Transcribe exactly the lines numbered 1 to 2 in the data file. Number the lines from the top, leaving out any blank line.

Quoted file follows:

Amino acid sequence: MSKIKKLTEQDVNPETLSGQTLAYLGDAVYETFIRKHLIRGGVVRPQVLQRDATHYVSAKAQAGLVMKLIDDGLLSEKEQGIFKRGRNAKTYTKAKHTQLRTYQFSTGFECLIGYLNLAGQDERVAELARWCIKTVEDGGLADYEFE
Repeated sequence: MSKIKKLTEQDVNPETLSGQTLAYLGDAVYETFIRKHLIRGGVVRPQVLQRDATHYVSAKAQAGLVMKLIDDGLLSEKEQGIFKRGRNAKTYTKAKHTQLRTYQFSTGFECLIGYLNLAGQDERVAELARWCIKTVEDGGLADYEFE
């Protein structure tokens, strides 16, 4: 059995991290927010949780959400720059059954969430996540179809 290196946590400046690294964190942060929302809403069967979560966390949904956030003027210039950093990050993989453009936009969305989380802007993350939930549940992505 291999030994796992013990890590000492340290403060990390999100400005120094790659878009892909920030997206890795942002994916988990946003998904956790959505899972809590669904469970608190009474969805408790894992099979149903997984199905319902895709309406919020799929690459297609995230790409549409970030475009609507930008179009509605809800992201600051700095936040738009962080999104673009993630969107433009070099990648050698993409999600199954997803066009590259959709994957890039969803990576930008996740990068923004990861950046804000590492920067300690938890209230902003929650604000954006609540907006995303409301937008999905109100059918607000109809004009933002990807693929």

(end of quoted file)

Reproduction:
Amino acid sequence: MSKIKKLTEQDVNPETLSGQTLAYLGDAVYETFIRKHLIRGGVVRPQVLQRDATHYVSAKAQAGLVMKLIDDGLLSEKEQGIFKRGRNAKTYTKAKHTQLRTYQFSTGFECLIGYLNLAGQDERVAELARWCIKTVEDGGLADYEFE
Repeated sequence: MSKIKKLTEQDVNPETLSGQTLAYLGDAVYETFIRKHLIRGGVVRPQVLQRDATHYVSAKAQAGLVMKLIDDGLLSEKEQGIFKRGRNAKTYTKAKHTQLRTYQFSTGFECLIGYLNLAGQDERVAELARWCIKTVEDGGLADYEFE